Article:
The main reason was when they were standardising on the core-languages they could support, Python was enormously far ahead cf. the competition, so it was an obvious choice. And now, with all that code investment, you do NOT want to start again. And if you have the money, of course you'd be interested in hiring the best developers for your code-base.

Likewise, I believe Python 3000 is unlikely to used in Google for the forseeable future, due to that same code investment. I don't think Python 2.6 is fully supported, either...

I don't think "a bit more beginner friendly" is truly accurate. Most beginners will look for doc's and books, and for a good few years, recently, there was a dearth of good Python books while there seemed to be a new Ruby or Rails book every month, including several allowing you to d/l them for free.

I have to admit that I used to recommend Python to beginners for a long time, as it helped them avoid developing bad habits with the other equally popular "beginner" PHP and Visual Basic languages. These days, it's a toss-up.

If the person talks about writing web-apps, I'll tend to recommend Ruby and Rails as it has earlier ROI for a beginner, therefore a lot initially more satisfying.

This is somewhat tangential, but I'm pretty sure that Google re-writes the search code ever few years.

I have been using Python for about year for Google App Engine projects. I have been using Ruby for about two years for various personal open-source projects. I like both languages, but I prefer Ruby over Python.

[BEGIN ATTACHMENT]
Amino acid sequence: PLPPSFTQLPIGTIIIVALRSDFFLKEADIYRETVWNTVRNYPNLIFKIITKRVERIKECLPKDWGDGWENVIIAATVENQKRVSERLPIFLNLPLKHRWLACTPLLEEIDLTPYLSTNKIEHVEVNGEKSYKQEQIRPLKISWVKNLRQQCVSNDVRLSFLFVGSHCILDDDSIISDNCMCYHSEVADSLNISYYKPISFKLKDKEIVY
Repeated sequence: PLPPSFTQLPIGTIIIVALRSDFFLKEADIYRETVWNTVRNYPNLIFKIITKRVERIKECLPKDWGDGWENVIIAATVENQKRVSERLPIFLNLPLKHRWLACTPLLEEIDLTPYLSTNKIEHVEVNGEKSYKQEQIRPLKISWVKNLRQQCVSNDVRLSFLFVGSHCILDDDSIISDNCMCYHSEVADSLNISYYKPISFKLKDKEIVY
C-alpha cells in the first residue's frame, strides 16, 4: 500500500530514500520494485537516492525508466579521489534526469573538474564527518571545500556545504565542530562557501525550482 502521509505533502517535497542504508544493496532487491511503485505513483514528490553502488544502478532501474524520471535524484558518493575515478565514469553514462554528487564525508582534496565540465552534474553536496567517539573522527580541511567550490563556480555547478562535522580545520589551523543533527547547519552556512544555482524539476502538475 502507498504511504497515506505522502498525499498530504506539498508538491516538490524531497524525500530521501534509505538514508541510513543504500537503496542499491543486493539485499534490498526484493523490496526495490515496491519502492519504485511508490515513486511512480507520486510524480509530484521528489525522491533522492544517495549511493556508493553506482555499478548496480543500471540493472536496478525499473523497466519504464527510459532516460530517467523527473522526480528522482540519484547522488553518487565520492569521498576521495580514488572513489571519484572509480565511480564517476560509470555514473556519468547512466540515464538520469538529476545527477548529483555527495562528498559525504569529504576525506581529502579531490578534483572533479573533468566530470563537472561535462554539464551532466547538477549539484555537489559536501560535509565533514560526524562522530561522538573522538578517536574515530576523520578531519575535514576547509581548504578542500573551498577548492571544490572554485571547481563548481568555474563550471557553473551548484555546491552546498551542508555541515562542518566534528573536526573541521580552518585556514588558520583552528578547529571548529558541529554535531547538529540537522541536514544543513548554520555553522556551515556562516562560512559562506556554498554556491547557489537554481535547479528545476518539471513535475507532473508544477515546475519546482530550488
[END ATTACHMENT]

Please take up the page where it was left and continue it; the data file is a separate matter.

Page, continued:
I hate Python's neglect (by Zed Shaw): http://www.zedshaw.com/blog/2009-05-29.html

Ruby seems to be so much more "symmetric", Python feels like a hack on top of dictionary to me.

What I will blame Python for is the lack of even the most basic time conversion features that even C has. If all they did was give me the exact same POSIX C API I’d be happy. Instead, I got some half-assed library and some half-assed rationale about why this is a better way to do it.

Ermm, datetime.strptime and datetime.strftime?

Any popularity in Python over Ruby stems largely from the fact that Python came first.

I've heard Python developer's working on a Ruby on Rails application that the problem with Ruby is that approximately equivalent to Python in terms of productivity. They wanted to use Python, but pragmatically you can't make the case to management to switch from one language to the other if the other language is more or less the same. But most of the time this effect works the other way around, where Python was established before Ruby.

I was doing Perl in 1999, and looked at switching to Ruby or Python. Python was still quite small back then, but you had web frameworks (Zope, Twisted), albeit the incarnations back then are clunky by today's standards, but Python was establishing itself as a clean, readable, dynamic language. Ruby on the other hand had no web frameworks, and almost no documentation in English - the only reason I was considering it was because I was working with a Japanese localization team and they thought Ruby was quite hot.